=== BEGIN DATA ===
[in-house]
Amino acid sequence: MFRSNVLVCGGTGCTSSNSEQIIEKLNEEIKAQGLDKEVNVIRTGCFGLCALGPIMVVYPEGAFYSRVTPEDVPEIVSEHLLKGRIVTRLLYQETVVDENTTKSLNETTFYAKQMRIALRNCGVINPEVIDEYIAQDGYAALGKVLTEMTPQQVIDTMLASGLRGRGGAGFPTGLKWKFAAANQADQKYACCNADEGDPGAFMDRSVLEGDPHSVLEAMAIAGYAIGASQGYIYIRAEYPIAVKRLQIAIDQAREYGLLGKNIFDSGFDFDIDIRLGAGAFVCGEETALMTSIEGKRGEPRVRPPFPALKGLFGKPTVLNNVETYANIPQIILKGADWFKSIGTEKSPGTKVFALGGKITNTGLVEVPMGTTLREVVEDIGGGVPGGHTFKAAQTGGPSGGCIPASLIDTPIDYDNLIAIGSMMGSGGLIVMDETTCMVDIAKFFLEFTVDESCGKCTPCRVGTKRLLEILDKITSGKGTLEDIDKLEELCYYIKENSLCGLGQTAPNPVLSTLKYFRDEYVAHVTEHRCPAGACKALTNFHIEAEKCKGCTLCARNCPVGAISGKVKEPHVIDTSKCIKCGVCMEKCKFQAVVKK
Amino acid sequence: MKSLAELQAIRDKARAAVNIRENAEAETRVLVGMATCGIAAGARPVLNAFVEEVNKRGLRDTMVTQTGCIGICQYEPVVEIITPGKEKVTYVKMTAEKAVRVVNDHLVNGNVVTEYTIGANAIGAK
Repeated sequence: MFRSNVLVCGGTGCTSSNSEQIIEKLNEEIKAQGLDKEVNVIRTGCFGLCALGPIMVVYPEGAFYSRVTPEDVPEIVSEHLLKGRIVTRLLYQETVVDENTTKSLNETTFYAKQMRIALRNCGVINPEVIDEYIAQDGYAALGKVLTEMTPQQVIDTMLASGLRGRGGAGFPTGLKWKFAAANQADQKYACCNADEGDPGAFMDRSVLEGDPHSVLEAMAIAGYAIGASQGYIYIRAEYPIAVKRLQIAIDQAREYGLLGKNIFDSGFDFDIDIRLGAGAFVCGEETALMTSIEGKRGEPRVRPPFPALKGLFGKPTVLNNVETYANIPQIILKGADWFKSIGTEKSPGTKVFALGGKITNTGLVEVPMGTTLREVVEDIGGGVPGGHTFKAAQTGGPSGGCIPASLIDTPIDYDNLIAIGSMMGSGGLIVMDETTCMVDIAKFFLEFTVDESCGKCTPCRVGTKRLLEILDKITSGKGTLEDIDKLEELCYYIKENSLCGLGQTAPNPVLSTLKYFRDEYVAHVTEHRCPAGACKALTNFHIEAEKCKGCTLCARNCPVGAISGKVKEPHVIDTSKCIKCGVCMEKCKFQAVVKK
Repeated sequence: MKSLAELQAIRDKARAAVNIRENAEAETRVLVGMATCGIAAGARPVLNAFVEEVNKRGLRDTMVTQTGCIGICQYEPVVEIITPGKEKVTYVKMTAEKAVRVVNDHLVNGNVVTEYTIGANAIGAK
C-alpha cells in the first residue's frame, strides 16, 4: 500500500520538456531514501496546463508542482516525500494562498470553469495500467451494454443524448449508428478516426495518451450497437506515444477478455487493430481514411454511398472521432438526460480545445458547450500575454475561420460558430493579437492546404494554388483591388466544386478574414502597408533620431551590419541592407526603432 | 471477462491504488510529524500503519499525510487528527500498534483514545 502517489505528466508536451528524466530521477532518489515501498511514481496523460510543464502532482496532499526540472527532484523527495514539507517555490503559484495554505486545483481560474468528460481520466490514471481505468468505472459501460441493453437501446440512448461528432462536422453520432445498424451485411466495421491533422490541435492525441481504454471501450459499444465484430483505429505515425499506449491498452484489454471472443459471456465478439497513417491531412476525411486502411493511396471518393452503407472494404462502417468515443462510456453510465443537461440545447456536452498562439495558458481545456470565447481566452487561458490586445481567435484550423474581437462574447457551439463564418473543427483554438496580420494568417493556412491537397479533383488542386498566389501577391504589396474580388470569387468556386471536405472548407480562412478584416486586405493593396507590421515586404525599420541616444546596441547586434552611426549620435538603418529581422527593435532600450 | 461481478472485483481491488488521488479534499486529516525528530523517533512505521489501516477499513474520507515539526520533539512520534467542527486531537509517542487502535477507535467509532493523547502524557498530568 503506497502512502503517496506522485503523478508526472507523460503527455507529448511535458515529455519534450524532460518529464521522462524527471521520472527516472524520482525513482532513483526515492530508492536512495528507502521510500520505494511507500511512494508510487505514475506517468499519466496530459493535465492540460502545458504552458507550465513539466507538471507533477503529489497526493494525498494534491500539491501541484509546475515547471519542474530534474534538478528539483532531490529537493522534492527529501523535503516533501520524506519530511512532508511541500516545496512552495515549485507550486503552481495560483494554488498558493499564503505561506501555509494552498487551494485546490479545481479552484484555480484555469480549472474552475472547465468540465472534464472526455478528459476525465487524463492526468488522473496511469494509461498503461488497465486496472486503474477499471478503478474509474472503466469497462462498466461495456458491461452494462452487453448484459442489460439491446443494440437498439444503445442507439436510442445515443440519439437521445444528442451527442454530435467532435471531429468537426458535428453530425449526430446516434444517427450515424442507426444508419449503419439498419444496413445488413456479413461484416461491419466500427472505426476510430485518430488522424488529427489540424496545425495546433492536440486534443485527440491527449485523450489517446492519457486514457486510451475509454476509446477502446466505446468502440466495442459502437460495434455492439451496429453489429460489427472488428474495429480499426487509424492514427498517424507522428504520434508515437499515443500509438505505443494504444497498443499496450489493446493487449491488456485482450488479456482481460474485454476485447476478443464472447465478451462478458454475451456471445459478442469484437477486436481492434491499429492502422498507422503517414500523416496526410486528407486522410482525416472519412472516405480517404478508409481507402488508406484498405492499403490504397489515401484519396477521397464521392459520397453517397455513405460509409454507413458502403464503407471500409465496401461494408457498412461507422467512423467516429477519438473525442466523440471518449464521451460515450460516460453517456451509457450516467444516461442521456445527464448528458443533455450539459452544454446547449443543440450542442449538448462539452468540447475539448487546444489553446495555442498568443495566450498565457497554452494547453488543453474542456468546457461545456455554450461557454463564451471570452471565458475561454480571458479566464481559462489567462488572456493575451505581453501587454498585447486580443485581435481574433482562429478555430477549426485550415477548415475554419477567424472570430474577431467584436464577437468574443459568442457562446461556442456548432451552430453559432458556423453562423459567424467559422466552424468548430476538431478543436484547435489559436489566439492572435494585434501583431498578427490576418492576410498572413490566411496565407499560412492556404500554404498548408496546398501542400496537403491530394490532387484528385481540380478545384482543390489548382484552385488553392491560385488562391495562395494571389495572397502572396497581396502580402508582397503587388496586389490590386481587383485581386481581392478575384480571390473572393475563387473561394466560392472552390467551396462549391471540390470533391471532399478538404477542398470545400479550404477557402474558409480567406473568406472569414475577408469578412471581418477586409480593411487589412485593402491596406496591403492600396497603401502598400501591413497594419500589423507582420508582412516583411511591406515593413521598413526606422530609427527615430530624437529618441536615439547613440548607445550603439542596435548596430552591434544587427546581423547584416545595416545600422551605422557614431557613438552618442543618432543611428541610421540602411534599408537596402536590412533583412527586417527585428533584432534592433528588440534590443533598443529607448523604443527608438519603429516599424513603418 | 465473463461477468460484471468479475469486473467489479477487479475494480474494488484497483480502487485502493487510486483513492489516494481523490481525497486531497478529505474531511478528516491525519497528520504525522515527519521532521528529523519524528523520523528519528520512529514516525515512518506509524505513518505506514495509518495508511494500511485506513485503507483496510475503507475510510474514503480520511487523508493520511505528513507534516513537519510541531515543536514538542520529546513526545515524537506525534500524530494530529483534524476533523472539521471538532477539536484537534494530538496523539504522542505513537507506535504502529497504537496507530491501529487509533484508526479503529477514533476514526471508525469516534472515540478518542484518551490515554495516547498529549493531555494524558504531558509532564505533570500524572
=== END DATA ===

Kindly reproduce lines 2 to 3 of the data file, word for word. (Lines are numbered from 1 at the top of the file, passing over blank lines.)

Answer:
Amino acid sequence: MFRSNVLVCGGTGCTSSNSEQIIEKLNEEIKAQGLDKEVNVIRTGCFGLCALGPIMVVYPEGAFYSRVTPEDVPEIVSEHLLKGRIVTRLLYQETVVDENTTKSLNETTFYAKQMRIALRNCGVINPEVIDEYIAQDGYAALGKVLTEMTPQQVIDTMLASGLRGRGGAGFPTGLKWKFAAANQADQKYACCNADEGDPGAFMDRSVLEGDPHSVLEAMAIAGYAIGASQGYIYIRAEYPIAVKRLQIAIDQAREYGLLGKNIFDSGFDFDIDIRLGAGAFVCGEETALMTSIEGKRGEPRVRPPFPALKGLFGKPTVLNNVETYANIPQIILKGADWFKSIGTEKSPGTKVFALGGKITNTGLVEVPMGTTLREVVEDIGGGVPGGHTFKAAQTGGPSGGCIPASLIDTPIDYDNLIAIGSMMGSGGLIVMDETTCMVDIAKFFLEFTVDESCGKCTPCRVGTKRLLEILDKITSGKGTLEDIDKLEELCYYIKENSLCGLGQTAPNPVLSTLKYFRDEYVAHVTEHRCPAGACKALTNFHIEAEKCKGCTLCARNCPVGAISGKVKEPHVIDTSKCIKCGVCMEKCKFQAVVKK
Amino acid sequence: MKSLAELQAIRDKARAAVNIRENAEAETRVLVGMATCGIAAGARPVLNAFVEEVNKRGLRDTMVTQTGCIGICQYEPVVEIITPGKEKVTYVKMTAEKAVRVVNDHLVNGNVVTEYTIGANAIGAK